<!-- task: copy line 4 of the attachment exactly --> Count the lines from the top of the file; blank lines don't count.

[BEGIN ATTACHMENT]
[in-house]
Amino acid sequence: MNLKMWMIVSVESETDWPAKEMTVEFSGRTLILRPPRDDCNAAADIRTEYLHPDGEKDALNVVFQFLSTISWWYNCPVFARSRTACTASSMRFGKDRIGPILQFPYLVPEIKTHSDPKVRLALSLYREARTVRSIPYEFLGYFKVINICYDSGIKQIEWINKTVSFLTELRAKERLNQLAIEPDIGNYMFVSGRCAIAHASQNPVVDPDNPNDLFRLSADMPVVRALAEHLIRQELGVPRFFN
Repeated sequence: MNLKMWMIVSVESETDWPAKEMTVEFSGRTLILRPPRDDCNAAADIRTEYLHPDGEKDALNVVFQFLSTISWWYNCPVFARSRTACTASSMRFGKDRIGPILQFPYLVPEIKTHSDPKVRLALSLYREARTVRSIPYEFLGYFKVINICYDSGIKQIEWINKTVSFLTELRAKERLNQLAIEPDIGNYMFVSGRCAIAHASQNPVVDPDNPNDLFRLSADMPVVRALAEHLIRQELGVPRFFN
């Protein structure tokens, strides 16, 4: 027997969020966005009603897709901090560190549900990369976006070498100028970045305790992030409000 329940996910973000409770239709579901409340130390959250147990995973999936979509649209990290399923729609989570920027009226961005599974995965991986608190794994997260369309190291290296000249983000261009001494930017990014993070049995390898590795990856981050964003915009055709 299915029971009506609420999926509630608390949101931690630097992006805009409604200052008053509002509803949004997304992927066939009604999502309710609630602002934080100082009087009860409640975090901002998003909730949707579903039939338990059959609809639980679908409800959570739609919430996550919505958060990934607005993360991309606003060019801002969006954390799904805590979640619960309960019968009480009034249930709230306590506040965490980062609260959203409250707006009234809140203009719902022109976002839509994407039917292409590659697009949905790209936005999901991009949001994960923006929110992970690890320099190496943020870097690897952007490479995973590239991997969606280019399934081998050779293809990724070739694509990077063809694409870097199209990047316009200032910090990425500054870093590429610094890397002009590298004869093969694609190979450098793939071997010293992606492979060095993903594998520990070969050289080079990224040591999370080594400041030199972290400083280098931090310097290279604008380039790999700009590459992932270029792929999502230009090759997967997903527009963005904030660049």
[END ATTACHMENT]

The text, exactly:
């Protein structure tokens, strides 16, 4: 027997969020966005009603897709901090560190549900990369976006070498100028970045305790992030409000 329940996910973000409770239709579901409340130390959250147990995973999936979509649209990290399923729609989570920027009226961005599974995965991986608190794994997260369309190291290296000249983000261009001494930017990014993070049995390898590795990856981050964003915009055709 299915029971009506609420999926509630608390949101931690630097992006805009409604200052008053509002509803949004997304992927066939009604999502309710609630602002934080100082009087009860409640975090901002998003909730949707579903039939338990059959609809639980679908409800959570739609919430996550919505958060990934607005993360991309606003060019801002969006954390799904805590979640619960309960019968009480009034249930709230306590506040965490980062609260959203409250707006009234809140203009719902022109976002839509994407039917292409590659697009949905790209936005999901991009949001994960923006929110992970690890320099190496943020870097690897952007490479995973590239991997969606280019399934081998050779293809990724070739694509990077063809694409870097199209990047316009200032910090990425500054870093590429610094890397002009590298004869093969694609190979450098793939071997010293992606492979060095993903594998520990070969050289080079990224040591999370080594400041030199972290400083280098931090310097290279604008380039790999700009590459992932270029792929999502230009090759997967997903527009963005904030660049």